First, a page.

(Left) Jerry Von Handorf (seated, center) and his family.

It’s been a long hard winter, with all those mounds and piles of snow and ice around, and since it is finally melting, I am feeling a desire to go for a long walk. So shortly after Ash Wednesday, my wife, Sue, is going to drop me off at the trailhead in Georgia with my pack to spend much of Lent in what she likes to call the Chapel of Our Lady Of The Woods. It’s a trail that I have walked before, but last time, I was in a hurry, with a lot of uncertainty about how the journey would go, and with a deadline. This year, I am only doing a section of the trail, and I will be taking my time to enjoy, to relax, to immerse myself in the experience, to observe — to spend some time among the saints, the angels and the wildflowers.

It’s a curious group of people that hike the trail — adventurers, seekers, pilgrims — all here for many different reasons. Over time, you see a community develop. All have a common goal. Some are well prepared and know how to do it. Others come with very little outdoor knowledge and have to figure it out as they go. But they find a lot of help and guidance from the more experienced ones, if they are open and able to listen. And the inexperienced ones bring freshness, wonder and optimism. So I will be along for the ride for awhile and will try to be of assistance if I can, and will try to learn from them also. I am sure I will encounter some saints among them.      

Being out in the woods for a long period of time is a glorious experience, punctuated by a lot of hardships. The weather can be absolutely wonderful and make your heart sing. And it can be dismal and frightening, too. Sunshine and rain. Warmth and cold. Wind. For me, the wonders of nature show the hand of God in the world.          

 One of the wonderful parts of the experience is the angels along the way. The Appalachian Trail community calls them “trail angels.” Angels are goodhearted people whom you meet and who give you encouragement or shelter for a night, or perhaps some food. Along the trail, there are many people who do this, usually where the trail crosses a road.  You may come out of the woods and find a picnic table set up, with people greeting you and offering you a sandwich or a cup of coffee or a cold drink. It is always a treat and much appreciated by the hikers. Their generosity and kindness is always a surprise.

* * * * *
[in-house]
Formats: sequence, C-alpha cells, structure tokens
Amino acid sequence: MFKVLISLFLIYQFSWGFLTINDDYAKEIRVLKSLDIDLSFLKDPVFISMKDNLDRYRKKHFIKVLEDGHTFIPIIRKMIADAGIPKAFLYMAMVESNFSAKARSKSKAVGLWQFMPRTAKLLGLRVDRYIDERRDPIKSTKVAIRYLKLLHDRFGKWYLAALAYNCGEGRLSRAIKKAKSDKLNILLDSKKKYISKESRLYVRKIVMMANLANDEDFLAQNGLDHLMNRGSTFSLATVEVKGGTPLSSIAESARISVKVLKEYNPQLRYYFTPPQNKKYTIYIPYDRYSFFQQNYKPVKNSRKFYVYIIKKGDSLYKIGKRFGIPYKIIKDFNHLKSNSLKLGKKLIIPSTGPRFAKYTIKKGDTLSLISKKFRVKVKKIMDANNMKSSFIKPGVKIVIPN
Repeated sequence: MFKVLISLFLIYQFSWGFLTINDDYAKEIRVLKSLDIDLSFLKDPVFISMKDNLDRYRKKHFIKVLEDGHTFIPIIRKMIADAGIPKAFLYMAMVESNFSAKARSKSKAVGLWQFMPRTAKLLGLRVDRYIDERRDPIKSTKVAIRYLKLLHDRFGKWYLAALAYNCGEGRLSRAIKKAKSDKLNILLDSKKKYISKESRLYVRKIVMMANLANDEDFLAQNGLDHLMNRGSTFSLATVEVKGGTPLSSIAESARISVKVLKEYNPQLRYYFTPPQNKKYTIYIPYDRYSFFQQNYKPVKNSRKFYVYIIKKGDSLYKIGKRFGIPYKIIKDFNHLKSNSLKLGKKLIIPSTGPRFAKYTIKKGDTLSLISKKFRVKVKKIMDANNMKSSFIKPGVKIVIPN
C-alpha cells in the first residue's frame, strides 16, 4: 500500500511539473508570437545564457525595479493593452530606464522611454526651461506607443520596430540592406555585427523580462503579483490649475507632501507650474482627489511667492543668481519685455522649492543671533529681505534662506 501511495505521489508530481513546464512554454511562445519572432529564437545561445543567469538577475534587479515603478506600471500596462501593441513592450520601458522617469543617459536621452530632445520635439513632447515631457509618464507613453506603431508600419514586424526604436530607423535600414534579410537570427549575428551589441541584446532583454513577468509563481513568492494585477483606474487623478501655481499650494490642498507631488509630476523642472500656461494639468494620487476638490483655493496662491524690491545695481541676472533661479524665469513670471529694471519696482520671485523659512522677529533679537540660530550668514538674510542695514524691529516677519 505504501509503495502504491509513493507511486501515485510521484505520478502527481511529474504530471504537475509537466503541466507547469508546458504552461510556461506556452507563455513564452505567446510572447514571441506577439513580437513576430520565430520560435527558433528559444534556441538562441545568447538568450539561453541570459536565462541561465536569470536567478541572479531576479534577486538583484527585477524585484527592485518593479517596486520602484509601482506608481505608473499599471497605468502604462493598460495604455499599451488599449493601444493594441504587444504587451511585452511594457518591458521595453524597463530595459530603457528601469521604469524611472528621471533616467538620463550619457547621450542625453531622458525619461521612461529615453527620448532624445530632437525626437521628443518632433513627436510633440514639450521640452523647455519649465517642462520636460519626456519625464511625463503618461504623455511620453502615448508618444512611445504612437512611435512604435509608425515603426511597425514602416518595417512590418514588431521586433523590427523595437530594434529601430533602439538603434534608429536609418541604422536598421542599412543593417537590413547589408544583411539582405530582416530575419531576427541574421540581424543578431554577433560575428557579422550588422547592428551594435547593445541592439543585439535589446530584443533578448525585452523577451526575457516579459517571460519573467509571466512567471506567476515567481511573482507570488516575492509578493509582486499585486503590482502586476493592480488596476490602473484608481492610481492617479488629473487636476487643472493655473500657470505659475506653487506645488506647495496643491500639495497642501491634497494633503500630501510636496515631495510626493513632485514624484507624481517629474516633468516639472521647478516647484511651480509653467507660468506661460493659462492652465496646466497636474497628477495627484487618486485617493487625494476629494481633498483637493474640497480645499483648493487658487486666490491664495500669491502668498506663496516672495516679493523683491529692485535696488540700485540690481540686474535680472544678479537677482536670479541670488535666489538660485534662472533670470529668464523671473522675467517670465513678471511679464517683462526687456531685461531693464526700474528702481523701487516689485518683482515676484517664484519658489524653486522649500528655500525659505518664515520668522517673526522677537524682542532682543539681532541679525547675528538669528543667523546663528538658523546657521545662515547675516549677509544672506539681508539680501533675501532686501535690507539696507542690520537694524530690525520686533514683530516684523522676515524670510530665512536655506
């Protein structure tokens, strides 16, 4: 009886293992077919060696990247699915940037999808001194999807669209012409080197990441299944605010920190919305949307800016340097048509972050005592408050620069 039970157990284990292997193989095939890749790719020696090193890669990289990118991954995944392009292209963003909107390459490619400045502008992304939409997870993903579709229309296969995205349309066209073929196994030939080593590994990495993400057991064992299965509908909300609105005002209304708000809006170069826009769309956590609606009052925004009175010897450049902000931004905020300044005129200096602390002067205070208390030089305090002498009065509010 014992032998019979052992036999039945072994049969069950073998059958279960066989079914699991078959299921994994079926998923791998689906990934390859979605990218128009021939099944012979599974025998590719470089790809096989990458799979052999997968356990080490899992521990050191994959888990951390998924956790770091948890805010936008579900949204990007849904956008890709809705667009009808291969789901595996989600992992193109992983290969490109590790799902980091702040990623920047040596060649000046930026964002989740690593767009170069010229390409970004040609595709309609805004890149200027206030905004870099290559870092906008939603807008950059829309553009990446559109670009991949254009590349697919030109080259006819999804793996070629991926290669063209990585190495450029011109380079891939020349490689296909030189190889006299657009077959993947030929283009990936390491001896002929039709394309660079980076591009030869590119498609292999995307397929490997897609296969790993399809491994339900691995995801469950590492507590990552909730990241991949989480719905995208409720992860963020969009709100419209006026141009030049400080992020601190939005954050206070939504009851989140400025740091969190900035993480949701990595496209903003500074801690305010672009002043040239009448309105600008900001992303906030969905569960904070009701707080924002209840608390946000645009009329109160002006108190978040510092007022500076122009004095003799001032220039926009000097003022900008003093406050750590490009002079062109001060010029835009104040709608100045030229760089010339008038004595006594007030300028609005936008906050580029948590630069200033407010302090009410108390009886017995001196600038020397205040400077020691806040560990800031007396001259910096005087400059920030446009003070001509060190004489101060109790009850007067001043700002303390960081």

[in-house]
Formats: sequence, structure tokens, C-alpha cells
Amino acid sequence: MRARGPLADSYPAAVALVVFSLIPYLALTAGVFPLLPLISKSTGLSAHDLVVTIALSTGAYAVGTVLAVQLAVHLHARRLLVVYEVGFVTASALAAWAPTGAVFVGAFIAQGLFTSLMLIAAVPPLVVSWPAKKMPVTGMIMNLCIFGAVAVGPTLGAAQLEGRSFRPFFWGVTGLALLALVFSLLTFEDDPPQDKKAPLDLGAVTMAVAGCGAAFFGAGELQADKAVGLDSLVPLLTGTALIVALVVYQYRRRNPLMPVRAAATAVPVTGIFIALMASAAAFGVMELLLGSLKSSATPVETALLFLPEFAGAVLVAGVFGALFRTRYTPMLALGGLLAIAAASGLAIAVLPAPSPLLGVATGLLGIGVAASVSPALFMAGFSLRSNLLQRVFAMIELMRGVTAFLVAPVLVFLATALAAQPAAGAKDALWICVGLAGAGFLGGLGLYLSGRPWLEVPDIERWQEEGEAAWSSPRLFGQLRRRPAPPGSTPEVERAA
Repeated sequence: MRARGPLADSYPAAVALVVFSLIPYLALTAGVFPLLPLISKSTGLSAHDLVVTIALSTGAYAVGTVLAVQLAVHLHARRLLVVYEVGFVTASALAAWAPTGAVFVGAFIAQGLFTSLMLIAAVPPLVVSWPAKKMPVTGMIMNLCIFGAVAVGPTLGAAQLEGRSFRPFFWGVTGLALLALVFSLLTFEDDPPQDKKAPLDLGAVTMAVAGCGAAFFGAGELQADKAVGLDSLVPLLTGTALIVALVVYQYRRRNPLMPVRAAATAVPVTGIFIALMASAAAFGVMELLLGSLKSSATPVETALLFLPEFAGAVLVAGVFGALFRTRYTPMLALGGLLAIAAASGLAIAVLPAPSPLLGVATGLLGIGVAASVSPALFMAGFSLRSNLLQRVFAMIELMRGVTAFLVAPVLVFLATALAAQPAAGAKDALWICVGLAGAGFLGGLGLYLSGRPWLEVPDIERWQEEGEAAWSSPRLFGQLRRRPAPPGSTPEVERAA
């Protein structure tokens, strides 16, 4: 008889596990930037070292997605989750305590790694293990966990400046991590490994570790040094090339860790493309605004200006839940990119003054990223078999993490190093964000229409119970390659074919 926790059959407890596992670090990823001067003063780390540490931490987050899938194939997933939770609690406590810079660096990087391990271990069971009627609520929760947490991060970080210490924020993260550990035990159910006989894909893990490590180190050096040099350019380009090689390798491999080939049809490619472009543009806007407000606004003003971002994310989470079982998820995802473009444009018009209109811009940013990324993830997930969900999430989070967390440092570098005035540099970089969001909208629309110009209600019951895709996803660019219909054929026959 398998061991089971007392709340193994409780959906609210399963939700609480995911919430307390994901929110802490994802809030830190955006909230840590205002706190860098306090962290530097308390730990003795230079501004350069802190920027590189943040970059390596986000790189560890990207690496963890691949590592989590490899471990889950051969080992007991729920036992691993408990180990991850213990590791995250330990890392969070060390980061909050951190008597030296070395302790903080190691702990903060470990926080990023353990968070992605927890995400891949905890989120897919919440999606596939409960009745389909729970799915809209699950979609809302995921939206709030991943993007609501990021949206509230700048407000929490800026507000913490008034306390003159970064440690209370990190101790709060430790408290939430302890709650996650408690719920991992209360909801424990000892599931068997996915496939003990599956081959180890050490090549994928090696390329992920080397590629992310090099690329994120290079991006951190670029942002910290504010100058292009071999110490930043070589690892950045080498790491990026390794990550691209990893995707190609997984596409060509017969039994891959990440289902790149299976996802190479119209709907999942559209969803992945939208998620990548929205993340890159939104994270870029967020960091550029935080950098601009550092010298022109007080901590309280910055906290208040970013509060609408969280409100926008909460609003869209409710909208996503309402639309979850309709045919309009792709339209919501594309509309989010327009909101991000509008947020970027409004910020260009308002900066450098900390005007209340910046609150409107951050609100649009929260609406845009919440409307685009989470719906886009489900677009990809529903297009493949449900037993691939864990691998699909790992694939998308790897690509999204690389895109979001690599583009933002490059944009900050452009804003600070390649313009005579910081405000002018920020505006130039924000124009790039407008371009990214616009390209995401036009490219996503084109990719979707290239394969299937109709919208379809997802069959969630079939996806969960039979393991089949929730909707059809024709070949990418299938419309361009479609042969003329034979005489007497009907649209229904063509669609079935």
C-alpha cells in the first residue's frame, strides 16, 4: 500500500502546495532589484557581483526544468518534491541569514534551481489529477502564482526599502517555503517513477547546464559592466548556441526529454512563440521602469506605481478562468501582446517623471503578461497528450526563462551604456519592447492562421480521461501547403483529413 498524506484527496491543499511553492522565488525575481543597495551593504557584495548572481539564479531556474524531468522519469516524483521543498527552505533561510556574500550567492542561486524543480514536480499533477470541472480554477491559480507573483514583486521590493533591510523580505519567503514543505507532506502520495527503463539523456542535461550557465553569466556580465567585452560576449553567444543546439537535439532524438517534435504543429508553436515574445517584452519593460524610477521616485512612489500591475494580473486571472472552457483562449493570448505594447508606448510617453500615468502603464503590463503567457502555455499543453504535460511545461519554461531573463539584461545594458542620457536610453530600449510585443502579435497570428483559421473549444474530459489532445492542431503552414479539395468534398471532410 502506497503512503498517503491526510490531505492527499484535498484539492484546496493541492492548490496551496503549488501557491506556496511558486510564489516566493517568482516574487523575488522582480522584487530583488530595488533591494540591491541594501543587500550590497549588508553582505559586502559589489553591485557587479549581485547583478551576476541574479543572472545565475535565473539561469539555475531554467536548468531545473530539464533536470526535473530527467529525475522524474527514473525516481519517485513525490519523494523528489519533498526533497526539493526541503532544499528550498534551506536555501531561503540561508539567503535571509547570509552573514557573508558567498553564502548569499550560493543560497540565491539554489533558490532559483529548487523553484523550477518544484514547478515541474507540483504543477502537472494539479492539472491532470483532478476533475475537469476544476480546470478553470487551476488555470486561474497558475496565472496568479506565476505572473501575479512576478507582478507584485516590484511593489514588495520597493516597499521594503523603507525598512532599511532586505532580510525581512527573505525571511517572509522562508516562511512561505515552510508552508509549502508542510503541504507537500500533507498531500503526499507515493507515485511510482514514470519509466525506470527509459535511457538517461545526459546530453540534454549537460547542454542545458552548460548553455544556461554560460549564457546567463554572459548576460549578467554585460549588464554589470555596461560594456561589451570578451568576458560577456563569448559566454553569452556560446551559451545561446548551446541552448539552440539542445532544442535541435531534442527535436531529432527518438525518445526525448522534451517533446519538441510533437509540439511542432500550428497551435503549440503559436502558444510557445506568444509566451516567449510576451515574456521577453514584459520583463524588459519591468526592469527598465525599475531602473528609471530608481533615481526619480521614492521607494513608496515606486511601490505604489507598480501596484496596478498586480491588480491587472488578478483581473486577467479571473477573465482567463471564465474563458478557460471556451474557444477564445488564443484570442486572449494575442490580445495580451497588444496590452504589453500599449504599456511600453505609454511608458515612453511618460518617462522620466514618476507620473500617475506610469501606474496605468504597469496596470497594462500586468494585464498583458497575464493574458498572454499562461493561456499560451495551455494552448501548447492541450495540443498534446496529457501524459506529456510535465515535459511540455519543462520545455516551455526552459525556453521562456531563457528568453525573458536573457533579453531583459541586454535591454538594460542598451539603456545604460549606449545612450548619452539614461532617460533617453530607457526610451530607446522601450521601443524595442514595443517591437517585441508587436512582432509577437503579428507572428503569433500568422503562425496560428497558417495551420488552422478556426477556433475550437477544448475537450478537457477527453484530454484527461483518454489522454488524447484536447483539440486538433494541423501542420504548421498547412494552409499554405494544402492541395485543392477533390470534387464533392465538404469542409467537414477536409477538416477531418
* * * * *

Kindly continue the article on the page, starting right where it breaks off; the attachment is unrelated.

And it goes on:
To prepare for the hike, I have been saving up some of the song sheets from church to tuck into my pack. When no one else is around, I can take one of them out and sing some of the songs, usually as a morning prayer, when the air is clear and crisp and fresh. Ralph and Rose and Tootie will be in the pew behind me, I’m sure. And on the long uphill climbs, when I’m wondering if I will ever get to the top, I will usually fall back on some Hail Marys to pull me along. It can take a lot of Hail Marys to get over some mountains.

Wildflowers are one of the attractions. Early in the spring, there are none to be seen. But as the weeks go by, the hepatica  and bloodroot will appear, and trillium and spring beauties and trout lilies. If I’m lucky the painted trillium will be in bloom. Around home, we usually only see the wildflowers for a few days or weeks, but hiking north on the trail, it becomes like a wildflower parade that goes on and on, from one mountain to the next, for many weeks. It is truly a delight to behold.

Eventually, as the river of hikers heads north, I will leave the stream and head home for Easter, grateful for the opportunity to spend time in the woods, among the saints, the angels and the wildflowers.

Editor’s note:Join Jerry in spirit — Mother of God’s annual wildflower hike will take place in Highland Cemetery, on Sunday, April 6, at 1:30 pm.